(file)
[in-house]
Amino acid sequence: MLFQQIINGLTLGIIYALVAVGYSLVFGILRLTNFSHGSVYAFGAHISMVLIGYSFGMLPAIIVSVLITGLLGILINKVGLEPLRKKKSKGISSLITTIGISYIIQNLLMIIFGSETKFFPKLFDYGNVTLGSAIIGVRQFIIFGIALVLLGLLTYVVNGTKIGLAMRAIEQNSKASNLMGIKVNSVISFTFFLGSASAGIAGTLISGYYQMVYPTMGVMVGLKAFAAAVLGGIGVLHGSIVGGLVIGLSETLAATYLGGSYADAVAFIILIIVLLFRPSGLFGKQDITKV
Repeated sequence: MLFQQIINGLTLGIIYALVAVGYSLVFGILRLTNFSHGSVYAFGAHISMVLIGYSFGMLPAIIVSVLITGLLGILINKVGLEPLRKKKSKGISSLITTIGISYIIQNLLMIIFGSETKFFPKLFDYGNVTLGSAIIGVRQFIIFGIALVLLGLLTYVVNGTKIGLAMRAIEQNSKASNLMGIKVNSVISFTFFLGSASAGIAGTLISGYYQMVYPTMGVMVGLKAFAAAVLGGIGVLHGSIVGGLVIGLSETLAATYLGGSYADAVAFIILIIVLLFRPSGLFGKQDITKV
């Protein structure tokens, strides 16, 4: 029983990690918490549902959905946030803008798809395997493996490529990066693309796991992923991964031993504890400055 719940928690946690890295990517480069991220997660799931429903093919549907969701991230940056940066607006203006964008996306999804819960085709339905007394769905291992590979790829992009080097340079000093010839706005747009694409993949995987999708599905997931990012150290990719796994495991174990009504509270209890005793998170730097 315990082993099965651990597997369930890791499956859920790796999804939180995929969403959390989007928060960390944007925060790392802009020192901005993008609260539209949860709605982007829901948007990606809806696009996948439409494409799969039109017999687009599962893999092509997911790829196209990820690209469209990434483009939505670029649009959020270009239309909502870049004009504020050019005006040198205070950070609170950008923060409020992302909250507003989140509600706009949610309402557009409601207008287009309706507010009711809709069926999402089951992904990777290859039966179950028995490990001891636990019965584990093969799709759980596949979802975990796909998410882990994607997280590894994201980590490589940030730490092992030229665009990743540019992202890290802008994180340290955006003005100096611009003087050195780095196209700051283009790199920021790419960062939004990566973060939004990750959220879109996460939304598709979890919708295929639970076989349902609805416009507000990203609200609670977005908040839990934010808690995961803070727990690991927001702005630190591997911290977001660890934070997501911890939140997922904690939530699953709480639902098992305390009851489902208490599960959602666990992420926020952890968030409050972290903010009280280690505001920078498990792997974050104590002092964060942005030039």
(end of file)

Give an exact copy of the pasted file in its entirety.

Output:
[in-house]
Amino acid sequence: MLFQQIINGLTLGIIYALVAVGYSLVFGILRLTNFSHGSVYAFGAHISMVLIGYSFGMLPAIIVSVLITGLLGILINKVGLEPLRKKKSKGISSLITTIGISYIIQNLLMIIFGSETKFFPKLFDYGNVTLGSAIIGVRQFIIFGIALVLLGLLTYVVNGTKIGLAMRAIEQNSKASNLMGIKVNSVISFTFFLGSASAGIAGTLISGYYQMVYPTMGVMVGLKAFAAAVLGGIGVLHGSIVGGLVIGLSETLAATYLGGSYADAVAFIILIIVLLFRPSGLFGKQDITKV
Repeated sequence: MLFQQIINGLTLGIIYALVAVGYSLVFGILRLTNFSHGSVYAFGAHISMVLIGYSFGMLPAIIVSVLITGLLGILINKVGLEPLRKKKSKGISSLITTIGISYIIQNLLMIIFGSETKFFPKLFDYGNVTLGSAIIGVRQFIIFGIALVLLGLLTYVVNGTKIGLAMRAIEQNSKASNLMGIKVNSVISFTFFLGSASAGIAGTLISGYYQMVYPTMGVMVGLKAFAAAVLGGIGVLHGSIVGGLVIGLSETLAATYLGGSYADAVAFIILIIVLLFRPSGLFGKQDITKV
């Protein structure tokens, strides 16, 4: 029983990690918490549902959905946030803008798809395997493996490529990066693309796991992923991964031993504890400055 719940928690946690890295990517480069991220997660799931429903093919549907969701991230940056940066607006203006964008996306999804819960085709339905007394769905291992590979790829992009080097340079000093010839706005747009694409993949995987999708599905997931990012150290990719796994495991174990009504509270209890005793998170730097 315990082993099965651990597997369930890791499956859920790796999804939180995929969403959390989007928060960390944007925060790392802009020192901005993008609260539209949860709605982007829901948007990606809806696009996948439409494409799969039109017999687009599962893999092509997911790829196209990820690209469209990434483009939505670029649009959020270009239309909502870049004009504020050019005006040198205070950070609170950008923060409020992302909250507003989140509600706009949610309402557009409601207008287009309706507010009711809709069926999402089951992904990777290859039966179950028995490990001891636990019965584990093969799709759980596949979802975990796909998410882990994607997280590894994201980590490589940030730490092992030229665009990743540019992202890290802008994180340290955006003005100096611009003087050195780095196209700051283009790199920021790419960062939004990566973060939004990750959220879109996460939304598709979890919708295929639970076989349902609805416009507000990203609200609670977005908040839990934010808690995961803070727990690991927001702005630190591997911290977001660890934070997501911890939140997922904690939530699953709480639902098992305390009851489902208490599960959602666990992420926020952890968030409050972290903010009280280690505001920078498990792997974050104590002092964060942005030039």